By Professor Iqbal Singh OBE
COVID-19 has had a devastating impact and highlighted the huge structural inequalities that exist in the UK.
In fact, the pandemic has accentuated many of these differences.
In the UK, there has been increasing concern about the disproportionate impact that Covid-19 has had on BAME communities.
For medical professionals treating patients during this period, it has, at times, been very challenging. More than 44 per cent of doctors in the NHS are from a BAME background and have an increased risk from the virus – both in terms of their susceptibility and increased virulence to it. Therefore, these doctors have been placed under increased stress and strain. They have had difficulty with the complex ethical and clinical decision making they had to endure, ensuring that they are not taking unnecessary risks themselves and are not exposing their patients to further harm.
Medical professionalism is a set of values, behaviours and relationships that underpin the trust that the public has in doctors. The seven characteristics that are fundamental to professionalism and sees the doctor take on several roles include as a healer; partner and team worker; manager and leader; advocate; learner and teacher; and innovator
The doctor as a healer: In treating patients, doctors have operated in an environment that has seen the emergence of a new disease for which we have limited knowledge and are developing an evidence base. They have had to face these challenges head on with the knowledge that they have sometimes limited treatments and resources at hand to change the outcomes. In some areas, they have had to cope with a large number of Covid-19 deaths. Some have sadly involved their colleagues, friends and families.
The doctor as a partner and team worker: This has been a huge challenge for both the doctors themselves and the patients receiving their care. It has been difficult to maintain adequate social distancing measures and communicate effectively with patients while wearing Personal Protective Equipment (PPE) and, at the same time, recognising that evidence in terms of symptoms and the overall clinical picture that may be changing or developing rapidly is limited. Doctors have had to perform duties outside their own particular specialist area and have, at times, had to quickly undergo further training and take on new roles.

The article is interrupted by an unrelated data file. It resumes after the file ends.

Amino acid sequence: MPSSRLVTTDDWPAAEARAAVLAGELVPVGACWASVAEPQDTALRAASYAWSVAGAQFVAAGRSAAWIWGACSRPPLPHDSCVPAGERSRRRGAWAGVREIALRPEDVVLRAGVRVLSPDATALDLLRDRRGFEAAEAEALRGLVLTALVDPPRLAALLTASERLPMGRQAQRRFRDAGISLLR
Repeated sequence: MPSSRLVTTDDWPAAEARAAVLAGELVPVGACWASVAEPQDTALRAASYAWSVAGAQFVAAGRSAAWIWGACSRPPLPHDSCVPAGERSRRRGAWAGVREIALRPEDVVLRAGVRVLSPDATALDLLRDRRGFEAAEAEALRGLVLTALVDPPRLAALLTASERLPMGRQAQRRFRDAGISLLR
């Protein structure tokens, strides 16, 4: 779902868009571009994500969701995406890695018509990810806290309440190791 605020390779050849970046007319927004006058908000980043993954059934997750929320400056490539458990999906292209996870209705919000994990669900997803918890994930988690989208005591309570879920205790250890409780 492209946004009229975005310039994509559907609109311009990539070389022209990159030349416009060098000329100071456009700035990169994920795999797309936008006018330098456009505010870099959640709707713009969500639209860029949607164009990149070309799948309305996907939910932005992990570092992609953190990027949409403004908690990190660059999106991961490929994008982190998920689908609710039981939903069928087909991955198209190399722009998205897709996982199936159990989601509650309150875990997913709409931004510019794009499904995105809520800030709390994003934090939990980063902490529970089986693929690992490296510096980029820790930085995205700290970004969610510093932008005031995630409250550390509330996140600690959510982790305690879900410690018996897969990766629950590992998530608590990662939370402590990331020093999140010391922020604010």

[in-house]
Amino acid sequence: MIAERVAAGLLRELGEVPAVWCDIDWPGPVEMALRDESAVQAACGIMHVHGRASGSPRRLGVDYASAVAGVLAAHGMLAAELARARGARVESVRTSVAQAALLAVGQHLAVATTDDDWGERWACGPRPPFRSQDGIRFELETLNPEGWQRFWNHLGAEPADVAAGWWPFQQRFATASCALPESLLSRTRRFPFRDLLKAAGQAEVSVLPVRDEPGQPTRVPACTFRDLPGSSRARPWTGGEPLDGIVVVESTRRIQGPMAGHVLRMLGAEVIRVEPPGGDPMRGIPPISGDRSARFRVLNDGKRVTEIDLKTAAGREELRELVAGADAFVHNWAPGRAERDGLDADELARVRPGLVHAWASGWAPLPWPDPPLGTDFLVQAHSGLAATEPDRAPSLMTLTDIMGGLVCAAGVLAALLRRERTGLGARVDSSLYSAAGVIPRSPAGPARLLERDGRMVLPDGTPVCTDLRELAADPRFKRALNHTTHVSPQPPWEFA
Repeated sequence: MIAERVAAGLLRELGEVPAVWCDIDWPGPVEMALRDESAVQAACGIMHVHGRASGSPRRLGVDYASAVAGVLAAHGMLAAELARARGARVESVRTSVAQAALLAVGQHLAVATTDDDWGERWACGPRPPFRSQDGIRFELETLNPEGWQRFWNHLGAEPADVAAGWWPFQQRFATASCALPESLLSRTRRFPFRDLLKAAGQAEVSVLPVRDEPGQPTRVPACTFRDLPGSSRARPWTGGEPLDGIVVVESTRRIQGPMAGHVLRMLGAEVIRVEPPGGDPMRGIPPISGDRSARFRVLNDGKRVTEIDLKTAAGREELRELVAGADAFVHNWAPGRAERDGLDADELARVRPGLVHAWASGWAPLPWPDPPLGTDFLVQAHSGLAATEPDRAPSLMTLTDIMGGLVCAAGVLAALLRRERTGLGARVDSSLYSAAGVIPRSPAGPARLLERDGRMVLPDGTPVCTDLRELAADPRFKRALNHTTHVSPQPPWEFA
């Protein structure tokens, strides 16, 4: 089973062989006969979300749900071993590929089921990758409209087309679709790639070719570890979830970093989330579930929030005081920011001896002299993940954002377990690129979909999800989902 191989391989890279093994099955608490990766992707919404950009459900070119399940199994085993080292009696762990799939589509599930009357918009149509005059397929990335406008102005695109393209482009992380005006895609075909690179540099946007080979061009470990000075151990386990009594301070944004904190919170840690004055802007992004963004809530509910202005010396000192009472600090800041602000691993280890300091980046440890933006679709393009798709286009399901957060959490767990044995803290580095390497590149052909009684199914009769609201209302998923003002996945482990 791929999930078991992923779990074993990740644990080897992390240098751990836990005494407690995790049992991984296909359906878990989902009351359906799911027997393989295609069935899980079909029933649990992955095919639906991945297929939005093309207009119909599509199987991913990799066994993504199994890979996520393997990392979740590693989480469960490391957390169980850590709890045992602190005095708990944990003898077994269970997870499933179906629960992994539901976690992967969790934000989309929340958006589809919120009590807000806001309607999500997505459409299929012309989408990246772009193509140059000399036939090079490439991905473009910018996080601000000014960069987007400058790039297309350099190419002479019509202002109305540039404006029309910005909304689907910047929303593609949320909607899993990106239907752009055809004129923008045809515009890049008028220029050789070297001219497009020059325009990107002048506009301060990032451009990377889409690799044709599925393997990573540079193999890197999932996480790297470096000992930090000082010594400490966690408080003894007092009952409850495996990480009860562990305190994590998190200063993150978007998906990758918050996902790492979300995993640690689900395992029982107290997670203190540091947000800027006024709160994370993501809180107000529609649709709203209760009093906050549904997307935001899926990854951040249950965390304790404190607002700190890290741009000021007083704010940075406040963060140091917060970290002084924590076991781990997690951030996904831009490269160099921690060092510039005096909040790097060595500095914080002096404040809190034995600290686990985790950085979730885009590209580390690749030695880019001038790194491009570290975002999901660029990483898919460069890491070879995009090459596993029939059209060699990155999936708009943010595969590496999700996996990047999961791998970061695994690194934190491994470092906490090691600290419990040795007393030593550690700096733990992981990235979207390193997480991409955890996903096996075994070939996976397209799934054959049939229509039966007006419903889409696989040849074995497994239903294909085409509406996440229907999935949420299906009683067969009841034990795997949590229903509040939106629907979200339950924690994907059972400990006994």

The doctor as a leader and advocate: Many doctors have found leadership roles in coping with Covid-19 and BAME doctors were involved in developing risk assessment tools in hospitals and their communities. This was being done while the NHS was trying to decide as to what action needed to be taken to minimise the disproportionate impact of the virus. Many were not only developing these risk assessment tools, but were also implementing them in their own practice. Doctors have had to use their own sound judgement in applying various situations based on good medical practice (GMP) and professionalism.
Doctors have long been and continue to be advocates for patient safety and this is, for them, a paramount concern. Covid-19 has demanded of doctors that they undertake difficult discussions with colleagues, patients and their relatives regarding treatment options that they may be considering. Doctors also have a responsibility to raise awareness around issues such as the lack of PPE availability.
The doctor as a teacher and innovator: For a while during the pandemic, a lot of teaching, activities, meetings and conferences were either postponed or cancelled. It is a doctor’s duty and responsibility to keep up to date with their knowledge and to give support to the trainees who are our future clinicians and leaders. The current situation has caused people to find innovative ways to continue with teaching, support and mentoring.
In medicine there is a new normal that may remain with us for a very long time to come. Many GPs and hospital specialists have, over the course of the pandemic, started to use the telephone and virtual video consultations. This has been beneficial, especially to older people who are more at risk to the virus due to their age and possible multi-comorbidities. Older people are more at risk of death from the virus. We know that 70 per cent of excess mortality is among people aged over 70.
It is important that the principles of GMP and professionalism are maintained during the course of the pandemic. As lifelong learners, teachers and professionals, doctors should be able to adapt and move forward in the newer, more challenging, situations that they find themselves in. If they adhere to and practise the principles of GMP, they will be better prepared and hopefully better able to cope with the demands that are placed upon them from an ever-changing environment.
- The Centre of Excellence in Safety for Older People (CESOP), in association with the British Journal of Hospital Medicine and Eastern Eye are running webinars on ‘supporting doctors, building resilience and maintaining professionalism’. Professor Dame Jane Dacre was the keynote speaker for the September 15 event.
Professor Iqbal Singh OBE is a consultant physician in medicine for older people and chair of CESOP. He is currently chair of the GME BME Doctors’ Forum and previously chair of the Equality & Diversity Committee. He is also a member of the Health Honours Committee as well as the Diversity and Inclusion Committee at the Cabinet Office.